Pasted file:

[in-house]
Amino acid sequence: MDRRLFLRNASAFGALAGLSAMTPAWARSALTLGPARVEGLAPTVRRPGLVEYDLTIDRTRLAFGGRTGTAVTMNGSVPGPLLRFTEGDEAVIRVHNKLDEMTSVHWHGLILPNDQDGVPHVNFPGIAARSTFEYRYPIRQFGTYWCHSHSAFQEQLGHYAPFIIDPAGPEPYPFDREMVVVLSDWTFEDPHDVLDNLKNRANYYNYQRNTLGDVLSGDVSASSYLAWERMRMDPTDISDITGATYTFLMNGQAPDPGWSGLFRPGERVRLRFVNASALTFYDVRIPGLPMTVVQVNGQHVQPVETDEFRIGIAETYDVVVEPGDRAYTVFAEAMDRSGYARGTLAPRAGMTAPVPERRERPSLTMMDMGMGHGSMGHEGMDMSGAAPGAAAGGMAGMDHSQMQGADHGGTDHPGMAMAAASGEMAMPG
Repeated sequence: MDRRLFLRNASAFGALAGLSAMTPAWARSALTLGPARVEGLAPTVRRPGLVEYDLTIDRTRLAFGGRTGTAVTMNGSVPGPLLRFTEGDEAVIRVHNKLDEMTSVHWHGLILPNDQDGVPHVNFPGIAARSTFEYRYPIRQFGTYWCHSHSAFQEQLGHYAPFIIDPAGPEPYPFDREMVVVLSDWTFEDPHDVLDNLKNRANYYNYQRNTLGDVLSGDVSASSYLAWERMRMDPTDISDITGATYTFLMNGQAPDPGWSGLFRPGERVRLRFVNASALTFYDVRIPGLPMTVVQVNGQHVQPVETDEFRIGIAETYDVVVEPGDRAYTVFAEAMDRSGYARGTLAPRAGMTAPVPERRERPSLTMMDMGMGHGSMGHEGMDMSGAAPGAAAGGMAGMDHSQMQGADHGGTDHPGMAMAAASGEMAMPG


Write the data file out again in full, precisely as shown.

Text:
[in-house]
Amino acid sequence: MDRRLFLRNASAFGALAGLSAMTPAWARSALTLGPARVEGLAPTVRRPGLVEYDLTIDRTRLAFGGRTGTAVTMNGSVPGPLLRFTEGDEAVIRVHNKLDEMTSVHWHGLILPNDQDGVPHVNFPGIAARSTFEYRYPIRQFGTYWCHSHSAFQEQLGHYAPFIIDPAGPEPYPFDREMVVVLSDWTFEDPHDVLDNLKNRANYYNYQRNTLGDVLSGDVSASSYLAWERMRMDPTDISDITGATYTFLMNGQAPDPGWSGLFRPGERVRLRFVNASALTFYDVRIPGLPMTVVQVNGQHVQPVETDEFRIGIAETYDVVVEPGDRAYTVFAEAMDRSGYARGTLAPRAGMTAPVPERRERPSLTMMDMGMGHGSMGHEGMDMSGAAPGAAAGGMAGMDHSQMQGADHGGTDHPGMAMAAASGEMAMPG
Repeated sequence: MDRRLFLRNASAFGALAGLSAMTPAWARSALTLGPARVEGLAPTVRRPGLVEYDLTIDRTRLAFGGRTGTAVTMNGSVPGPLLRFTEGDEAVIRVHNKLDEMTSVHWHGLILPNDQDGVPHVNFPGIAARSTFEYRYPIRQFGTYWCHSHSAFQEQLGHYAPFIIDPAGPEPYPFDREMVVVLSDWTFEDPHDVLDNLKNRANYYNYQRNTLGDVLSGDVSASSYLAWERMRMDPTDISDITGATYTFLMNGQAPDPGWSGLFRPGERVRLRFVNASALTFYDVRIPGLPMTVVQVNGQHVQPVETDEFRIGIAETYDVVVEPGDRAYTVFAEAMDRSGYARGTLAPRAGMTAPVPERRERPSLTMMDMGMGHGSMGHEGMDMSGAAPGAAAGGMAGMDHSQMQGADHGGTDHPGMAMAAASGEMAMPG